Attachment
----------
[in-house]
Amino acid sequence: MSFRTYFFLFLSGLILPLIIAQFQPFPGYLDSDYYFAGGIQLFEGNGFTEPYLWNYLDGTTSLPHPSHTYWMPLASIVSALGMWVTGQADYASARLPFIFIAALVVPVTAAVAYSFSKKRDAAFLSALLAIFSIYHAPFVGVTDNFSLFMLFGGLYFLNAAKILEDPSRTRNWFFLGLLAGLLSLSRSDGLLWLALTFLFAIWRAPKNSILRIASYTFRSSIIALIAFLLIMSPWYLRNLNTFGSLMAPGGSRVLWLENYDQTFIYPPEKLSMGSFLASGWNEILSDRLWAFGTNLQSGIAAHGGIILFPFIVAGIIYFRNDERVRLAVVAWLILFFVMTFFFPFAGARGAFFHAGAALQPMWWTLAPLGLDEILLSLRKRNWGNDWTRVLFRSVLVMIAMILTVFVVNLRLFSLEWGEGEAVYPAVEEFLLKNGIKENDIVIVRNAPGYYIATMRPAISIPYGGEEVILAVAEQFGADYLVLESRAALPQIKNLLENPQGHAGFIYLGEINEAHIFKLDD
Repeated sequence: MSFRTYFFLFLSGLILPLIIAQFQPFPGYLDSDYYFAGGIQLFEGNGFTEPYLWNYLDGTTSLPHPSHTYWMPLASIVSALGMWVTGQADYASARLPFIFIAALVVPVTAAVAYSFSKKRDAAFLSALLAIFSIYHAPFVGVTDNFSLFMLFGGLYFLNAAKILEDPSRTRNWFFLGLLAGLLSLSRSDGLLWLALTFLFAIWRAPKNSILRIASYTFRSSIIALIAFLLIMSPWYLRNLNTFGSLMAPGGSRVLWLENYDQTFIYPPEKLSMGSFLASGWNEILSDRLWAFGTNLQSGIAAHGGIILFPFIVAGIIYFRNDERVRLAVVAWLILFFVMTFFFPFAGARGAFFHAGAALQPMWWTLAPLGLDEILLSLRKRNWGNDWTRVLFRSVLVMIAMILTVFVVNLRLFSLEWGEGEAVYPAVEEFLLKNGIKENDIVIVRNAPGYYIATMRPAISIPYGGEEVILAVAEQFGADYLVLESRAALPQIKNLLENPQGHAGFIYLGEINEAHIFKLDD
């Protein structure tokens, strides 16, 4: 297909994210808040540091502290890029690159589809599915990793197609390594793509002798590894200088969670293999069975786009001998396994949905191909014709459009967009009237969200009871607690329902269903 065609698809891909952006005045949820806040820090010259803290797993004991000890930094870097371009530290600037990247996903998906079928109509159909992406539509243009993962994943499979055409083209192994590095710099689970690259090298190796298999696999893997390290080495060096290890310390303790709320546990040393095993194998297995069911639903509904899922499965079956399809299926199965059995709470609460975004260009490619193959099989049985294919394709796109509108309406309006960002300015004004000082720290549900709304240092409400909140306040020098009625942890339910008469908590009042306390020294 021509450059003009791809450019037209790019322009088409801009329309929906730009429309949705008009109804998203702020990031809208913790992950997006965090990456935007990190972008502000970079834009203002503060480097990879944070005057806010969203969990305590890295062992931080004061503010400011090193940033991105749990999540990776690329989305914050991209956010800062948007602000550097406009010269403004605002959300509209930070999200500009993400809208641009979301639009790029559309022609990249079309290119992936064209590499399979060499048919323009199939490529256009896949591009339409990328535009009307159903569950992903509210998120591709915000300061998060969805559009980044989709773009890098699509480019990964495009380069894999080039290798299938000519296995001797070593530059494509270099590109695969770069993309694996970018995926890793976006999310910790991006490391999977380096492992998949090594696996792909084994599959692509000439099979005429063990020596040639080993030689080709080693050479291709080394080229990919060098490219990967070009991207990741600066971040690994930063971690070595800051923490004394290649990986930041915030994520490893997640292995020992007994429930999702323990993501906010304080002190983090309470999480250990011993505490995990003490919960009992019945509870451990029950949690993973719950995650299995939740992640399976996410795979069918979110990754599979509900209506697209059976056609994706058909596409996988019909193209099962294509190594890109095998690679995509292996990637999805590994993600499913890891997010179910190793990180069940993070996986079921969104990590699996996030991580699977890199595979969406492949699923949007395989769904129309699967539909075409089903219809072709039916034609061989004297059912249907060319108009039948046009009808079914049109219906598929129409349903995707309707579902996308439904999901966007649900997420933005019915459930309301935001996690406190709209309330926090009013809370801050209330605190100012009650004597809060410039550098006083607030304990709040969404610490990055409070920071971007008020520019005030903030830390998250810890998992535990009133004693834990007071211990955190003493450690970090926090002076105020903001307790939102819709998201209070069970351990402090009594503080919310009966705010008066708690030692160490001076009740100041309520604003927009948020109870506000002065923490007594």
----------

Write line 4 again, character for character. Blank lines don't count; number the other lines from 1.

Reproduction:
């Protein structure tokens, strides 16, 4: 297909994210808040540091502290890029690159589809599915990793197609390594793509002798590894200088969670293999069975786009001998396994949905191909014709459009967009009237969200009871607690329902269903 065609698809891909952006005045949820806040820090010259803290797993004991000890930094870097371009530290600037990247996903998906079928109509159909992406539509243009993962994943499979055409083209192994590095710099689970690259090298190796298999696999893997390290080495060096290890310390303790709320546990040393095993194998297995069911639903509904899922499965079956399809299926199965059995709470609460975004260009490619193959099989049985294919394709796109509108309406309006960002300015004004000082720290549900709304240092409400909140306040020098009625942890339910008469908590009042306390020294 021509450059003009791809450019037209790019322009088409801009329309929906730009429309949705008009109804998203702020990031809208913790992950997006965090990456935007990190972008502000970079834009203002503060480097990879944070005057806010969203969990305590890295062992931080004061503010400011090193940033991105749990999540990776690329989305914050991209956010800062948007602000550097406009010269403004605002959300509209930070999200500009993400809208641009979301639009790029559309022609990249079309290119992936064209590499399979060499048919323009199939490529256009896949591009339409990328535009009307159903569950992903509210998120591709915000300061998060969805559009980044989709773009890098699509480019990964495009380069894999080039290798299938000519296995001797070593530059494509270099590109695969770069993309694996970018995926890793976006999310910790991006490391999977380096492992998949090594696996792909084994599959692509000439099979005429063990020596040639080993030689080709080693050479291709080394080229990919060098490219990967070009991207990741600066971040690994930063971690070595800051923490004394290649990986930041915030994520490893997640292995020992007994429930999702323990993501906010304080002190983090309470999480250990011993505490995990003490919960009992019945509870451990029950949690993973719950995650299995939740992640399976996410795979069918979110990754599979509900209506697209059976056609994706058909596409996988019909193209099962294509190594890109095998690679995509292996990637999805590994993600499913890891997010179910190793990180069940993070996986079921969104990590699996996030991580699977890199595979969406492949699923949007395989769904129309699967539909075409089903219809072709039916034609061989004297059912249907060319108009039948046009009808079914049109219906598929129409349903995707309707579902996308439904999901966007649900997420933005019915459930309301935001996690406190709209309330926090009013809370801050209330605190100012009650004597809060410039550098006083607030304990709040969404610490990055409070920071971007008020520019005030903030830390998250810890998992535990009133004693834990007071211990955190003493450690970090926090002076105020903001307790939102819709998201209070069970351990402090009594503080919310009966705010008066708690030692160490001076009740100041309520604003927009948020109870506000002065923490007594």